Theme weeks are always fun, but they sometimes put me a little behind on reviews I really wanted to get to. I have some really great Transformers, Figuarts, and LEGO Minifigures articles coming down the pike. But before that I thought I’d get the newest S.H. MonsterArts figure out of the way.
Fire Rodan made his first appearance in the 1998 movie Godzilla vs. Mechagodzilla II. He was one of two eggs that absorbed large amounts of radiation, which mutated the prehistoric creature into a power pterosaur that protected the second egg.
Fire Rodan eventually battled both Godzilla and Mechagodzilla. But his ultimate goal was the protection of the second egg. So when Big G was critically wounded by Mecha G, Fire Rodan gave up his life by transferring all his energy into healing and resuscitating Godzilla.
Fire Rodan’s sculpt has all the great attention to detail that I’ve come to expect from the Mosnterarts line. The body sculpt has the interesting mixed look of armored plates and wrinkly flesh that I never really noticed while watching the movie. But details like this easily jump out at you when posing and playing with the figure.
The choice of Fire Rodan really isn’t a surprise since Bandai of Japan seems to be sticking to the 90’s and 2000’s for figure inspiration. This is good news for fans because it allows them the option to display these new figures with the Showa era inspired designs of the Sci-Fi Revoltech line. I do believe Bandai will eventually get to versions of these Showa characters (Jet Jaguar!), but for now it keeps collectors like me placated with the knowledge that my Revoltech line isn’t obsolete yet.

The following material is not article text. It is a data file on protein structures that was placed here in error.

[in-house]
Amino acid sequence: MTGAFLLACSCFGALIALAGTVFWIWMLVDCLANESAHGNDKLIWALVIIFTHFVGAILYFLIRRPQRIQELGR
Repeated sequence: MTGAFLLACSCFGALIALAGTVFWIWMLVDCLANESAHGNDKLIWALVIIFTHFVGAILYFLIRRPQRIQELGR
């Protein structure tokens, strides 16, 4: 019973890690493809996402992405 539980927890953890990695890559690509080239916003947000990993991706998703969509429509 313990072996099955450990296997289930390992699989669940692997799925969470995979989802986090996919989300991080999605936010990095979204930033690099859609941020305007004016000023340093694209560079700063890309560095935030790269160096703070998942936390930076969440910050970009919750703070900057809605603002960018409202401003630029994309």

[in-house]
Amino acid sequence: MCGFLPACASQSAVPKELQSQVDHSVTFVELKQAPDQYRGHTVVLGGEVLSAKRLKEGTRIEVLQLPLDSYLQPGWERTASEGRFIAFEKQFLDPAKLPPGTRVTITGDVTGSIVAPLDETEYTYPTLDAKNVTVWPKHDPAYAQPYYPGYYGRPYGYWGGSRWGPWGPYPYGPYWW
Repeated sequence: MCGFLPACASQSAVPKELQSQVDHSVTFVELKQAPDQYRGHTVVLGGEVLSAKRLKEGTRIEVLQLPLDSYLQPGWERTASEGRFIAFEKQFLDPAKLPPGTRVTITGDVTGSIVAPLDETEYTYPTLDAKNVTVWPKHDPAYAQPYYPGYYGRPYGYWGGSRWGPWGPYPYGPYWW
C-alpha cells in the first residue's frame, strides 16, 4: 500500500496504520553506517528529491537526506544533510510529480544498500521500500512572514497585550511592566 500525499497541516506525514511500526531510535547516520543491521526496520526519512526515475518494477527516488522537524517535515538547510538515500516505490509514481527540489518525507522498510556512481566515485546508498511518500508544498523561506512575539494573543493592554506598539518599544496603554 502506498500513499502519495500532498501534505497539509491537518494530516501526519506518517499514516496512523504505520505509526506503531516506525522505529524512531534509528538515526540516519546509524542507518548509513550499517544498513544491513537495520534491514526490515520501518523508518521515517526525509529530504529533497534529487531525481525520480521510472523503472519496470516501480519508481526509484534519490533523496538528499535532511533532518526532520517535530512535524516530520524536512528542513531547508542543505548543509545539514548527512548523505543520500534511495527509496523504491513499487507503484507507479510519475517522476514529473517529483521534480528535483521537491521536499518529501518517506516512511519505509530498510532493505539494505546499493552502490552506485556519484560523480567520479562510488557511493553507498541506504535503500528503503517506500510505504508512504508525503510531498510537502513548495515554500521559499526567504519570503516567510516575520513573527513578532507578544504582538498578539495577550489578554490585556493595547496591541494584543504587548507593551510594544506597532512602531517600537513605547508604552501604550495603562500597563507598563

When looking at a Monsterarts head sculpt, I always get the feeling that the designers spend a little bit more time in this area. Not only do the figures look like they should, but the sculpts themselves give off a definite personality that makes taking pictures more enjoyable. Fire Rodan is no different. I really enjoy the contour of the three spikes from the back of his head. Also, his mouth doesn’t close perfectly like previous figure, which gives him a grumbling look. Even his eyes have that hunting-for-food bird-like quality.
It is interesting comparing Fire Rodan with the Revoltech character, which was based on his solo movie appearance back in 1956. Although both figures share similar design qualities, their sculpts definitely give off a very distinct feeling. I love the Showa Rodan for what he is, but design wise Fire Rodan takes the cake with his sleek and dangerous look.
Speaking of sleek, Fire Rodan has the smallest body of all the Monsterarts figures released so far. Sure, his wings do give him more width than the other characters, but the overall figure is still tiny compared to the rest of the figures. I don’t mind his stature at all. He’s still in scale with the other figures, and Bandai actually used his smaller size to include additional accessories in the box. I think this is a pretty cool move on their part, especially since two of the accessories aren’t even Rodan’s.
Fire Rodan’s accessories include his own attack beam effect, a new Godzilla beam effect, and an alternate head for Mechagodzilla.
Rodan also comes with three stand bases, three arms, and two adaptors that hold the figure in specific positions.
Fire Rodan’s effect part is a translucent purple swirling beam of energy. Like previous effects parts, this one can be held by the classic Bandai arm and base. I really like the look of the effects piece itself, but it’s definitely not molded to the shape of his mouth as well as previous pieces. This caused me to take more pictures because the piece kept moving or falling out of his mouth. Continue to page 2…